Has my child disabled Net Nanny?

Net Nanny 5.1.x • 28 October 2004

This article refers to an older version of this product.

If you have Net Nanny v5, and the icon is no longer appearing in the lower right hand corner by the system time, try restarting Net Nanny. Find this folder and run NNSTART:

Program FilesNet NannyNNSTART.EXE

If the files or folders no longer exist, or if the program produces errors when you try to run it, it has likely been deleted or tampered with.

To protect Net Nanny in Windows XP, 2000 or NT, simply leave the "Windows Users" at a "User" level (compared to a Administrator or Power user in Windows). Note: these settings are for Windows users, not Net Nanny users.

If you have Windows 98 or ME, Net Nanny can only be as strong as the operating system allows for, and the weaknesses that are a part of the operating systems also affect Net Nanny.

One thing you can do is to make the files "hidden" so that they can't be easily viewed. First, go to Windows Explorer by right-clicking your Start button and selecting 'Explore', then:

Find the folder C:Program FilesNet Nanny on the left hand side. You may have to "expand" C: down to this level.

Select the Net Nanny folder with a left-click, then right-click it and select "Properties" from the menu.

Under the "Attributes" section, select the "Hidden" button and check it. Click, Apply, click OK.

Then, in Windows Explorer, go to Tools -> Folder Options -> View Tab.
Find the button "Do not show Hidden Files or Folders", then select it. Click Apply, Click OK.

This should make it "disapear" in the Explorer menu.

Another "log" exists in Windows for visited sites. If you're wondering about where the kids have been recently, check the History folder:

Documents and SettingsLocal SettingsHistory

In addition, check your logs for instances of "Time Tampering" listed.

Beyond those steps, however, there is little "file level protection" in earlier versions of Windows. By allowing the family to "share" a personal computer, Microsoft wanted to open the computer experience up to the whole family. In more recent versions, they have implements user logins and protection, but in older versions of Windows, the security is limited by the design of the operating system. With that in mind, there are several things you can to help enforce computer usage within the family.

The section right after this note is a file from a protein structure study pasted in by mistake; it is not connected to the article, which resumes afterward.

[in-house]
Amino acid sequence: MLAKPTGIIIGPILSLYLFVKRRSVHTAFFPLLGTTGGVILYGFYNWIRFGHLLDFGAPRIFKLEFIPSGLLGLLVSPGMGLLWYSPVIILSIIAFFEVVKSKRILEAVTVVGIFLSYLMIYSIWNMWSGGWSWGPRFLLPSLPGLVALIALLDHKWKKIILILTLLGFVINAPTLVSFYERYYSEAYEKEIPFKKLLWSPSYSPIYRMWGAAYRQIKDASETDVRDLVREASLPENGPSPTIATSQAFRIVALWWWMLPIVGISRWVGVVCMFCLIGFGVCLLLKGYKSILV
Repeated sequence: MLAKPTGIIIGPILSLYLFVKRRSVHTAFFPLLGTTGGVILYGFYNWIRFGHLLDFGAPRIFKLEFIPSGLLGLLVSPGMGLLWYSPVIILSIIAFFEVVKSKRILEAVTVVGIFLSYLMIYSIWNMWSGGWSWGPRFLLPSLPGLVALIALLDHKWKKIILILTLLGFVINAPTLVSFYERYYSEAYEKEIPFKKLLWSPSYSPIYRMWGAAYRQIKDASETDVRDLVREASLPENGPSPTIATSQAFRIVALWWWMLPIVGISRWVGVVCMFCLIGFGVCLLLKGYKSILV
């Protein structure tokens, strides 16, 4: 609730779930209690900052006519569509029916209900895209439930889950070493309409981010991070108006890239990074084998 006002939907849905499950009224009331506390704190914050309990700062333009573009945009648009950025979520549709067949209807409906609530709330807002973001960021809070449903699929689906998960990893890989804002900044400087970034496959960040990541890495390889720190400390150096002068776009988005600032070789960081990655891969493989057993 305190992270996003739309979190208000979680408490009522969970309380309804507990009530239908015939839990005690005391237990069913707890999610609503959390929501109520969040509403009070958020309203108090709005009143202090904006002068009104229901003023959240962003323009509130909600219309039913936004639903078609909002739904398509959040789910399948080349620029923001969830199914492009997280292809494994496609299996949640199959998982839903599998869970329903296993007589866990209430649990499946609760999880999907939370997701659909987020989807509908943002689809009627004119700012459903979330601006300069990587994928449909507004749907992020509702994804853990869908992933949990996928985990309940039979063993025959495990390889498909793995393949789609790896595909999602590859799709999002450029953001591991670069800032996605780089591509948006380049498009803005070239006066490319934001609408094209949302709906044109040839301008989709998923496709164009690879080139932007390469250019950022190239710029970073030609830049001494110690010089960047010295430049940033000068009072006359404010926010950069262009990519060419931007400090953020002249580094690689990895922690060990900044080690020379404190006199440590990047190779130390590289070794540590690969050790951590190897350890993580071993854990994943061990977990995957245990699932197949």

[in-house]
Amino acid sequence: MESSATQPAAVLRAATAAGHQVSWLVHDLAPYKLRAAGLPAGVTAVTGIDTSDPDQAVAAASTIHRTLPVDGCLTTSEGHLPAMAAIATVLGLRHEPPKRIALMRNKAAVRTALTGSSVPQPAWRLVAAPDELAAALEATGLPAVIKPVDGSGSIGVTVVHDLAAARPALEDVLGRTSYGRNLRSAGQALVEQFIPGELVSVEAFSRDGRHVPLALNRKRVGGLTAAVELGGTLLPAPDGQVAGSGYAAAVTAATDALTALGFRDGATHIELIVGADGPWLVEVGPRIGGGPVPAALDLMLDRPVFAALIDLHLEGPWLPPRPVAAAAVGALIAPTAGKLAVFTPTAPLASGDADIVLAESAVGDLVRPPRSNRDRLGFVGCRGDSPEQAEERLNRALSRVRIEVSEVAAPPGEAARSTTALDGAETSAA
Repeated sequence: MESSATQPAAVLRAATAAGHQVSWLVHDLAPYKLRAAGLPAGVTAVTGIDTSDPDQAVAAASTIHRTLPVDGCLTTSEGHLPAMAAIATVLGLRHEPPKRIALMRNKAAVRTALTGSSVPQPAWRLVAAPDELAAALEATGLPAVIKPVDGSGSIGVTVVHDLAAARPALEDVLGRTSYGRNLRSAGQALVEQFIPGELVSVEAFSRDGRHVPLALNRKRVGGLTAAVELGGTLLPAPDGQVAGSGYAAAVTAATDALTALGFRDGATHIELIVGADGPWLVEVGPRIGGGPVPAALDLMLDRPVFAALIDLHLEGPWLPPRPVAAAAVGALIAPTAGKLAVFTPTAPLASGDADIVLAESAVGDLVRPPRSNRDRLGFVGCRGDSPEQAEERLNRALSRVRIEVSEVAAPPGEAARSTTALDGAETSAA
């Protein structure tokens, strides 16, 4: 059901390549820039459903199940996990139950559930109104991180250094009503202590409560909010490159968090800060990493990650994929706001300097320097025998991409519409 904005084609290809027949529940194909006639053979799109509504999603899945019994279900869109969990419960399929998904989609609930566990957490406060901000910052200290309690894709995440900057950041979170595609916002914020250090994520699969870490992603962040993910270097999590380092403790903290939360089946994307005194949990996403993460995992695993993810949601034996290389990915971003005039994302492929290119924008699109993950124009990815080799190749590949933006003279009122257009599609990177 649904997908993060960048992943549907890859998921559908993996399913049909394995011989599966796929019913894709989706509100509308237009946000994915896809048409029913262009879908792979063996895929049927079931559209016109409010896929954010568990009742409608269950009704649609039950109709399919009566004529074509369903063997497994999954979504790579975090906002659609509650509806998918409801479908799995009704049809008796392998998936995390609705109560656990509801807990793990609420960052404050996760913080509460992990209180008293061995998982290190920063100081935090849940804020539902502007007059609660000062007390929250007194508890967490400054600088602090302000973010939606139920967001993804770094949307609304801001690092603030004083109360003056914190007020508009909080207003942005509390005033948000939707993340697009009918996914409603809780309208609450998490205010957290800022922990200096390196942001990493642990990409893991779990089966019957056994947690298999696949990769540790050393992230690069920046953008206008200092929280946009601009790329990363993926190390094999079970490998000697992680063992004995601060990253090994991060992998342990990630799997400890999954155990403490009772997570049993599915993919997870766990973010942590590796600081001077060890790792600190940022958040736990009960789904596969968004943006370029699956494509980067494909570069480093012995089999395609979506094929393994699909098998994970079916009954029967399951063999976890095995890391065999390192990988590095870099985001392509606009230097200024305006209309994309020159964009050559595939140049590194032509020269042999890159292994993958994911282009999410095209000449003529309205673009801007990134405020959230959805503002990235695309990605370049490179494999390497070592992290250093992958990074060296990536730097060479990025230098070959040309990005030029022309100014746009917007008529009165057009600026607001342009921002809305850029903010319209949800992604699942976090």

Put the computer in a family room, not a bedroom
Increase screen resolution to 800x600, so you can read the screen from a distance

Let the kids know they can ask about the crazy things they see online, ask that they alert you immediately if they have any questions.

Consider more serious steps to contain anti-productive behavior with the family's computers, including using the "Level 3" settings to restrict their access to a small number of sites.

When searching the Internet, use Net Nanny Search at http://search.netnanny.com. It is the most "family friendly" search engine and generally won't display inappropriate results.

There also products available to "lock the desktop" for older Windows versions. Try looking on www.download.com for shareware/freeware additions to your computers' security, many people and companies have attempted to tackle the complexities of personal computer security.

Depending on your concern and the technical knowledge of your family, you should find one that will work for you.